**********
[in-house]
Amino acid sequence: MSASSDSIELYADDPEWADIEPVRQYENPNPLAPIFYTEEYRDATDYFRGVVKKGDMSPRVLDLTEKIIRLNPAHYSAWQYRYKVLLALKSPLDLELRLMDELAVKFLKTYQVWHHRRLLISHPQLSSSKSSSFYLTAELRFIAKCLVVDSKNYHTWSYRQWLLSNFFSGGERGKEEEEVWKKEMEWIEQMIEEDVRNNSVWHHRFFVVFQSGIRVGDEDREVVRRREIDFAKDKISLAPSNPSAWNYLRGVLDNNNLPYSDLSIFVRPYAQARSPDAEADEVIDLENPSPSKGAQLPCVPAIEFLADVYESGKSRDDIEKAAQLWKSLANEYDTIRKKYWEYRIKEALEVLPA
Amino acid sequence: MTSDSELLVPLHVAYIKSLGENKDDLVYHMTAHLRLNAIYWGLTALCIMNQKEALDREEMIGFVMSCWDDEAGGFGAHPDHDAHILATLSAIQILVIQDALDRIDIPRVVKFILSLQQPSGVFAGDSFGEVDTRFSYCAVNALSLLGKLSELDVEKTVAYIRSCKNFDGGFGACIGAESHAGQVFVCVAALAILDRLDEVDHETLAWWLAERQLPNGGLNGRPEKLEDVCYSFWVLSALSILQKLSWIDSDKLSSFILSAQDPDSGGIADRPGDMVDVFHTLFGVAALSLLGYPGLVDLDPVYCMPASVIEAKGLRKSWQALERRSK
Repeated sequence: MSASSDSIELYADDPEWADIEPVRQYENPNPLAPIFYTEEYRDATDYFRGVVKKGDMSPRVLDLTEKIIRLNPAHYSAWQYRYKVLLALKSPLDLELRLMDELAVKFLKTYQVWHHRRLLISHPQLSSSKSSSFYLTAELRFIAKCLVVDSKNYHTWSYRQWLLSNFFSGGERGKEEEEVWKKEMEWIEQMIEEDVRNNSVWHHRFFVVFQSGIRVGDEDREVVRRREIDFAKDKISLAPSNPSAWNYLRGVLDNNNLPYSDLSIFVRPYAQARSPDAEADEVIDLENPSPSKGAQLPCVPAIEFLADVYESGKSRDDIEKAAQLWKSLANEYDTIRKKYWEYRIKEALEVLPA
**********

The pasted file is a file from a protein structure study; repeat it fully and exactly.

[in-house]
Amino acid sequence: MSASSDSIELYADDPEWADIEPVRQYENPNPLAPIFYTEEYRDATDYFRGVVKKGDMSPRVLDLTEKIIRLNPAHYSAWQYRYKVLLALKSPLDLELRLMDELAVKFLKTYQVWHHRRLLISHPQLSSSKSSSFYLTAELRFIAKCLVVDSKNYHTWSYRQWLLSNFFSGGERGKEEEEVWKKEMEWIEQMIEEDVRNNSVWHHRFFVVFQSGIRVGDEDREVVRRREIDFAKDKISLAPSNPSAWNYLRGVLDNNNLPYSDLSIFVRPYAQARSPDAEADEVIDLENPSPSKGAQLPCVPAIEFLADVYESGKSRDDIEKAAQLWKSLANEYDTIRKKYWEYRIKEALEVLPA
Amino acid sequence: MTSDSELLVPLHVAYIKSLGENKDDLVYHMTAHLRLNAIYWGLTALCIMNQKEALDREEMIGFVMSCWDDEAGGFGAHPDHDAHILATLSAIQILVIQDALDRIDIPRVVKFILSLQQPSGVFAGDSFGEVDTRFSYCAVNALSLLGKLSELDVEKTVAYIRSCKNFDGGFGACIGAESHAGQVFVCVAALAILDRLDEVDHETLAWWLAERQLPNGGLNGRPEKLEDVCYSFWVLSALSILQKLSWIDSDKLSSFILSAQDPDSGGIADRPGDMVDVFHTLFGVAALSLLGYPGLVDLDPVYCMPASVIEAKGLRKSWQALERRSK
Repeated sequence: MSASSDSIELYADDPEWADIEPVRQYENPNPLAPIFYTEEYRDATDYFRGVVKKGDMSPRVLDLTEKIIRLNPAHYSAWQYRYKVLLALKSPLDLELRLMDELAVKFLKTYQVWHHRRLLISHPQLSSSKSSSFYLTAELRFIAKCLVVDSKNYHTWSYRQWLLSNFFSGGERGKEEEEVWKKEMEWIEQMIEEDVRNNSVWHHRFFVVFQSGIRVGDEDREVVRRREIDFAKDKISLAPSNPSAWNYLRGVLDNNNLPYSDLSIFVRPYAQARSPDAEADEVIDLENPSPSKGAQLPCVPAIEFLADVYESGKSRDDIEKAAQLWKSLANEYDTIRKKYWEYRIKEALEVLPA